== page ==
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Birds, bees and relatives

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By There isn't a lot a shy parent can tell his children about sex these days, says Prita Maitra
  • Published 26.10.04
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My son was 11-and-a-bit when I nerved myself to the task of, you know, er, explaining that thing people do when they want to, like, have babies. So I backed him into a corner and told him we needed to talk. ?If it?s about sex,? he shot back, surveying me with his clear-eyed gaze, ?I know more about it than you do?. You could say I was relieved, in a way, but also a trifle taken aback. Where had he picked up that kind of language from?

Remembering the incident, I called up old friend Dr Prakash Kothari the other day. He is, as you know, professor of sexual medicine at the KEM hospital in Mumbai and the country?s best-known sexologist, what with a Padmashree and all. He wasn?t very reassuring. ?Your son was probably right,? he said. ?There?s a wealth of sexual information around these days.?

Forty-four-year-old . Rajaram, a father of two boys, agrees. The commander of the Port Trust Sagar station has hit on a device to deflect any ?embarrassing questions?. He surrounds his children with books. ?I used to read to them from the Childcraft series from when they were as young as four or five years old. And my younger son is even more frank on the subject than the older one.?

The world may believe that all the ballyhooing of the need for sex education is unnecessary, given the preponderance of books and television and the Net in the lives of young people these days, but Kothari doesn?t share that view. His own take somewhat subverts that pleasing image. Sexual information, he believes, is in fact not shared enough, nor is it thorough. ?There are parents who may be educated, but they?re not exactly learned on the subject. There are others who know quite a lot but are unapproachable to their children. What is the use of a parent who is a walking encyclopaedia if one is not askable?

Clearly, Kothari believes, the world of medicine has not proved itself very ?askable? either, at least not in India. ?Do you know that mine is the only government hospital with a department of sexual medicine? And this in a country of a billion people!?

New Delhi psychiatrist Dr Sanjay Chugh, who is founder chairman of the International Institute of Mental Health, couldn?t agree more. ?Children do get exposed to matters pertaining to human sexuality at younger ages,? he acknowledges, ?but the information that they get is inadequate, incorrect, superficial and ? here?s the real danger ? titillating?.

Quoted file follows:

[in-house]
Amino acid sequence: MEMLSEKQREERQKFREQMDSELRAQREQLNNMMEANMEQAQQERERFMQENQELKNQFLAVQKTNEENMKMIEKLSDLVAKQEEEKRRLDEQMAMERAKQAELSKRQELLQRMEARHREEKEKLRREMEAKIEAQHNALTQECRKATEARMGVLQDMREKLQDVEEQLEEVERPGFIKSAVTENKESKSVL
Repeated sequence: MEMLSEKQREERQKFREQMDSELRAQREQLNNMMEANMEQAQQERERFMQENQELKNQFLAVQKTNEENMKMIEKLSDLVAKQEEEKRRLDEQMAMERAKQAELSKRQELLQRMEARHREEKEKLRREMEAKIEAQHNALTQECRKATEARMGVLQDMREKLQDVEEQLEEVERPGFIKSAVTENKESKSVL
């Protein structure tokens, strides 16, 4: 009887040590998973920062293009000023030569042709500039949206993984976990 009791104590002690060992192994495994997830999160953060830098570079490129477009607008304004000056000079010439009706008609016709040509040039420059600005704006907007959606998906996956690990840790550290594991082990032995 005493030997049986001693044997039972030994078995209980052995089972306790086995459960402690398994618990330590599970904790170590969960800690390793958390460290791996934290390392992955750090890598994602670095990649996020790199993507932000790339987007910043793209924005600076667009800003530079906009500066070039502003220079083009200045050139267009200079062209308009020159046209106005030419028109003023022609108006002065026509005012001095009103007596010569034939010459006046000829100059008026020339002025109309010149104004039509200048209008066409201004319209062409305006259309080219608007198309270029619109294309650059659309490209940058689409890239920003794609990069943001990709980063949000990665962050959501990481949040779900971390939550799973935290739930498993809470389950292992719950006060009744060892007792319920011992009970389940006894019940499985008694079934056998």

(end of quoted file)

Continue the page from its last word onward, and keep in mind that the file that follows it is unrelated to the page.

The ignorance works (or doesn?t) the other way, too, says Chugh, who is a parent himself. ?When a child says what he or she does to the parent about possessing adequate knowledge, the parent usually accepts it at face value without bothering to verify the correctness of the statement. And so, very often, the child becomes an adolescent with what are at best, distorted views on sexuality, sexual anatomy, physiology and functioning. Eventually, most of us know about the birds and bees in a correct perspective but for some children who did not get the correct inputs from their parents, the damage could already have happened.?

Then there?s the other thing. The simple, human squeamishness children experience about giving shape to the thought that their parents know about sex at all, far from indulging in the act themselves. There isn?t a child in the world who doesn?t prefer to believe that he was conceived immaculately. A poll conducted by the Careergraph earlier this year asked students the question: ?Should parents be included in sex education classes?? Every child responded with a resounding ?No!?

Not that every parent is comfortable with the reverse flow of knowledge. And not that that is peculiarly an Indian situation. Dawood Ali McCallum, the 50-year-old author of The Lords Of Alijah, and co-founder of Eunoia, a group that works on achieving freedom of information around the world, fights shy of sharing any information with his 10-year-old Shamma or seven-year-old Ali.

?Have I talked to my children about sex?? he echoes your question in horror. ?Certainly not! Why? Because I?m English, and can thus only talk about sex through euphemism and innuendo. Sex for us, like our other great source of popular humour, going to the bathroom, simply can?t be spoken of seriously. Ever seen a Carry On film? If so, you?ll know what I mean. Sex is funny, rude, vaguely embarrassing and, when it?s other people doing it, infinitely fascinating.?

For McCallum the thought of handing down sexual knowledge to his children is too daunting to even consider. ?Would you fancy being a 10-year-old trying to comprehend one of life?s great mysteries when the person explaining it to you can only do so through uncomfortable references to how dooh-dahs, thingies, willies and bits interact? No, I thought not. And nor would I, thank you very much. This is clearly a job for an adult,? he says. ?I think I?ll leave it to their Mum.?

One can safely expect that ?Mum?, college lecturer Kauser, will not oblige. And that Shamma and Ali will be none the worse for it.

Meanwhile, I?m wondering where to go for answers to questions I still have on the matter. I suppose I should ask my son.